+1 w/ StoicJoker and JavaJones.
For some people it's: GUI if you can; CLI if you must.
For others it's: CLI if you can; GUI if you must.
Geek posturing aside, a well designed GUI is a major productivity booster for one-off and small day-to-day things. Especially when it serves as a memory jogger for things you don't do often enough that you remember the exact command syntax.
For me, the fundamental difference is that CLI will always be more flexible. Because no GUI can anticipate every scenario.
And the single biggest advantage CLI holds is that it's scriptable.
And that alone is what guarantees the continued existence (and need for) the command line.
Generally, that flexibility is less an issue in the Windows world, where user-generated scripting isn't a widely practiced art. Or at least not on the desktop level.
It's a totally different story in the server room. But everybody knows BOFHs like me and JJ and Stoic are evil six-fingered mutants. So they don't allow us to have our own GUIs. For obvious reasons. (see above)
In the NIX world however, scripting is a very important productivity tool. So users, who are serious about getting all that the Unix derivatives have to offer, soon make the modest effort that's required to learn basic shell scripting. Those that really miss a GUI sometimes also wrap a quick & dirty visual interface around a collection of commands so that the user isn't even aware that the GUI they're running is just a wrapper. In the Windows world, the well-known Super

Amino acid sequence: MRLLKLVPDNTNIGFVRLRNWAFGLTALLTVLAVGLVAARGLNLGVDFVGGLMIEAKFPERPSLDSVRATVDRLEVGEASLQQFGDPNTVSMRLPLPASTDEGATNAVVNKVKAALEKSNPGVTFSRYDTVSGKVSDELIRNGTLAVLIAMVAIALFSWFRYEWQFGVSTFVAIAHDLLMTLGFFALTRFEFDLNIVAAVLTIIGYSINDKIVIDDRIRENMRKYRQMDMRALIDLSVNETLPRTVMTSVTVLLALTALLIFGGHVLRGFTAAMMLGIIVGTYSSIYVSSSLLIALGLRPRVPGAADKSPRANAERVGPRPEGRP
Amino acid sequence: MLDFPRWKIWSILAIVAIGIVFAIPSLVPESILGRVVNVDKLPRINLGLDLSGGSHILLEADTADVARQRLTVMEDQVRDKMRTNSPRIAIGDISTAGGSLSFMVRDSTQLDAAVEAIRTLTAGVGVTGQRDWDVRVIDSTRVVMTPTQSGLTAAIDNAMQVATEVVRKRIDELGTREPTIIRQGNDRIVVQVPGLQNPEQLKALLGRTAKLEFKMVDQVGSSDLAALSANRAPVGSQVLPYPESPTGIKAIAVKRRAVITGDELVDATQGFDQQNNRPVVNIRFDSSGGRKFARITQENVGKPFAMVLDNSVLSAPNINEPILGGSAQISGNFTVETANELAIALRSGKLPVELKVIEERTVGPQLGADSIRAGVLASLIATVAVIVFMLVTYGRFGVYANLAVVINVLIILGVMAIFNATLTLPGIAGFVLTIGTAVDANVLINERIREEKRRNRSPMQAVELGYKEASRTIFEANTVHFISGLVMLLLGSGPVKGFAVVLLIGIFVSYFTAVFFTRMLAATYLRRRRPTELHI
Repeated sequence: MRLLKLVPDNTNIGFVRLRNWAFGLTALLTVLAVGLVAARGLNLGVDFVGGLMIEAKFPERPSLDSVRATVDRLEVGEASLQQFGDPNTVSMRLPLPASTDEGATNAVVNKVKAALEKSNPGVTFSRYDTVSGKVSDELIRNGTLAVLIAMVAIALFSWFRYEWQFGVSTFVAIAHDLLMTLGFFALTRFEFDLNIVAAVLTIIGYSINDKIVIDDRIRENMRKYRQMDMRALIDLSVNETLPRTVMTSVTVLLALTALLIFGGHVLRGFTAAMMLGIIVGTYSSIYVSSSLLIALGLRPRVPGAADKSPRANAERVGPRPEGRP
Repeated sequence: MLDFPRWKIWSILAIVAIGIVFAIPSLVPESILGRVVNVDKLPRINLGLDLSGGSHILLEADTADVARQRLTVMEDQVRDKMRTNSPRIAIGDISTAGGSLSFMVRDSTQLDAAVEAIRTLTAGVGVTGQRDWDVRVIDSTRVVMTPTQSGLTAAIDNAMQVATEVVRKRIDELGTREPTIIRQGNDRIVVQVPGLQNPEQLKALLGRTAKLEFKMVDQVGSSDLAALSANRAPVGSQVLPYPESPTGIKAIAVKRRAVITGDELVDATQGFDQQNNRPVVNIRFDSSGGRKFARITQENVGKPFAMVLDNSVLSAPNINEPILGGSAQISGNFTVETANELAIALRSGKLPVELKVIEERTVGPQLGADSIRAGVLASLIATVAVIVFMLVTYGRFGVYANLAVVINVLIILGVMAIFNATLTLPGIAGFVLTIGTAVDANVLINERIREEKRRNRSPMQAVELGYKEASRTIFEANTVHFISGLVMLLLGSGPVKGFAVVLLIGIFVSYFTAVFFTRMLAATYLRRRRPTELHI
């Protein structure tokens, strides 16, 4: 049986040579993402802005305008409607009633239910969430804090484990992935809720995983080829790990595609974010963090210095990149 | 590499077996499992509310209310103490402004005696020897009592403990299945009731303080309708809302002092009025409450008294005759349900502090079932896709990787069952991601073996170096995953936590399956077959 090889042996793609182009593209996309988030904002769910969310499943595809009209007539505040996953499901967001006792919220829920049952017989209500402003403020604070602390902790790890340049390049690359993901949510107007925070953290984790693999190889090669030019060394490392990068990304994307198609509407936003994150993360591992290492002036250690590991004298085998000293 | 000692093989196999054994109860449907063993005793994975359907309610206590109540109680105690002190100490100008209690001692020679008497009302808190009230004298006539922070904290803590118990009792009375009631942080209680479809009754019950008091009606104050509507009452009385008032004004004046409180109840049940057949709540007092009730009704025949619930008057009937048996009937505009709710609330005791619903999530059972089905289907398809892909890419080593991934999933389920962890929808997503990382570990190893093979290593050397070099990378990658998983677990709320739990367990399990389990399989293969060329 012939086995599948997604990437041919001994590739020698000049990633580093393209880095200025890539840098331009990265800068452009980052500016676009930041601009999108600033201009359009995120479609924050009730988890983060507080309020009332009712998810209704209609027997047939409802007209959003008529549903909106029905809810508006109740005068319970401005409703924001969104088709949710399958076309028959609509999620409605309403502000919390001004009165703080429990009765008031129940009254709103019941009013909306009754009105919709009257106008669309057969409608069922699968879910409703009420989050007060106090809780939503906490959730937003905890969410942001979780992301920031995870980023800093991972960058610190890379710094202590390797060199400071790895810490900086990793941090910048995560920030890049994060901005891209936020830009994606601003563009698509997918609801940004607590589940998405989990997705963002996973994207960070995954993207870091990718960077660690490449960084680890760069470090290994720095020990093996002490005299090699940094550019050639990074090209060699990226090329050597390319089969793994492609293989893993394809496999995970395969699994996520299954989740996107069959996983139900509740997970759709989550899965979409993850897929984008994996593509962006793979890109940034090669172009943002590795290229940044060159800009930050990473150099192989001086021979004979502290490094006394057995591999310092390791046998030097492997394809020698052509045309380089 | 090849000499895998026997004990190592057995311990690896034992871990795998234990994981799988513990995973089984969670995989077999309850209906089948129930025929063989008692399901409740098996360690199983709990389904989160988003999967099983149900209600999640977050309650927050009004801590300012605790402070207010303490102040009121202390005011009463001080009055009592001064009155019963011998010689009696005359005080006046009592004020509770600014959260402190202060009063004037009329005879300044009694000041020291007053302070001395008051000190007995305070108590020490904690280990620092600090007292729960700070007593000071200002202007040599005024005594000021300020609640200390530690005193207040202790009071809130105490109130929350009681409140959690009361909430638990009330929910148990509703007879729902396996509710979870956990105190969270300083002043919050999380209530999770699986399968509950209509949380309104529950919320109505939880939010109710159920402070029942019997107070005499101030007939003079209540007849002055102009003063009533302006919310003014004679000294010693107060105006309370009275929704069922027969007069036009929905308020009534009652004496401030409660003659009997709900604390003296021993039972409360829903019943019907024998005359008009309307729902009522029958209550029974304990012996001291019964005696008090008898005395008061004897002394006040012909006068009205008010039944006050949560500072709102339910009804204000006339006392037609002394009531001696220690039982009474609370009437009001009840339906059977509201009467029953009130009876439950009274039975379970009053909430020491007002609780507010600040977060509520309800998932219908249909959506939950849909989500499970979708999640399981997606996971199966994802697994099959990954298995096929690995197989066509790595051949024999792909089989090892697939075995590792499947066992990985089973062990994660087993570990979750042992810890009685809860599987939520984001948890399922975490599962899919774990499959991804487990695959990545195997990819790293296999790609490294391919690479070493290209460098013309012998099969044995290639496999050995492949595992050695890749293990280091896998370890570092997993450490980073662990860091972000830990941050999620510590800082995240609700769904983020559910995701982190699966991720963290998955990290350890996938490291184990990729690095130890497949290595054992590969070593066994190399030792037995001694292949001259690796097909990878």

media file utility does exactly that.
The other big advantage to CLI (for me at least) is that it can be scheduled
. Because a CLI command is not "interactive" (i.e. it just does the one thing it it says) once it's written - it's written! And once it's saved, it can be easily scheduled (via scheduler, chron, etc.) to run at set times or in response to a system event. For people like me who spend far too many hours in front of a monitor, anything that let's me quickly and easily pass important (but boring and repetitive) work off to a machine is a godsend.
GUIs generally don't let you do that. They're 'interactive' critters. Kinda like one of our dogs. It has to be his time, and his time alone
, if you want to play with him.
So while I think the author of the article has made some interesting points, I don't think he made a convincing case for his core argument that CLI is no longer necessary or desirable.
Just my tuppence.